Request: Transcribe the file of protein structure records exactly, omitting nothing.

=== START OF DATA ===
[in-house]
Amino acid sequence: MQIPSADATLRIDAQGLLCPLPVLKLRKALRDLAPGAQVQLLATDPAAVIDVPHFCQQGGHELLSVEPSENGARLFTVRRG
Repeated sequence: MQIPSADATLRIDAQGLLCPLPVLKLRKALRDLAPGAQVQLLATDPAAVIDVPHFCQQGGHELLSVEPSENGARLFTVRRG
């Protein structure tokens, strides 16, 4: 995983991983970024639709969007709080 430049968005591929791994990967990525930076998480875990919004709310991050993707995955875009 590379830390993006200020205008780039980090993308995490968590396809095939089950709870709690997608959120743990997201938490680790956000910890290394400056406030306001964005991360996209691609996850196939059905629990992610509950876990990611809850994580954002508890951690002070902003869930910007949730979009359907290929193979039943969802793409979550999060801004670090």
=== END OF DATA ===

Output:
[in-house]
Amino acid sequence: MQIPSADATLRIDAQGLLCPLPVLKLRKALRDLAPGAQVQLLATDPAAVIDVPHFCQQGGHELLSVEPSENGARLFTVRRG
Repeated sequence: MQIPSADATLRIDAQGLLCPLPVLKLRKALRDLAPGAQVQLLATDPAAVIDVPHFCQQGGHELLSVEPSENGARLFTVRRG
């Protein structure tokens, strides 16, 4: 995983991983970024639709969007709080 430049968005591929791994990967990525930076998480875990919004709310991050993707995955875009 590379830390993006200020205008780039980090993308995490968590396809095939089950709870709690997608959120743990997201938490680790956000910890290394400056406030306001964005991360996209691609996850196939059905629990992610509950876990990611809850994580954002508890951690002070902003869930910007949730979009359907290929193979039943969802793409979550999060801004670090």